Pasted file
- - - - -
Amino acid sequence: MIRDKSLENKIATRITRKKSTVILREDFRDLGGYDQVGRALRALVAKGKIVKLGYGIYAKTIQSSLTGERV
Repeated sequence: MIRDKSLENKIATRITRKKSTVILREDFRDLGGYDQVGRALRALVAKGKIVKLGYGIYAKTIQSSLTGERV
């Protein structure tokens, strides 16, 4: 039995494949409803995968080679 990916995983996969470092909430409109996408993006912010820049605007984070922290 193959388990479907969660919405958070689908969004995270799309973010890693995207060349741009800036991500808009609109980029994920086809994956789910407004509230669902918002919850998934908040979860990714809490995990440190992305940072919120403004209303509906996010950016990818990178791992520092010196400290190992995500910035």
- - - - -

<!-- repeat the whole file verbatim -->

Amino acid sequence: MIRDKSLENKIATRITRKKSTVILREDFRDLGGYDQVGRALRALVAKGKIVKLGYGIYAKTIQSSLTGERV
Repeated sequence: MIRDKSLENKIATRITRKKSTVILREDFRDLGGYDQVGRALRALVAKGKIVKLGYGIYAKTIQSSLTGERV
């Protein structure tokens, strides 16, 4: 039995494949409803995968080679 990916995983996969470092909430409109996408993006912010820049605007984070922290 193959388990479907969660919405958070689908969004995270799309973010890693995207060349741009800036991500808009609109980029994920086809994956789910407004509230669902918002919850998934908040979860990714809490995990440190992305940072919120403004209303509906996010950016990818990178791992520092010196400290190992995500910035």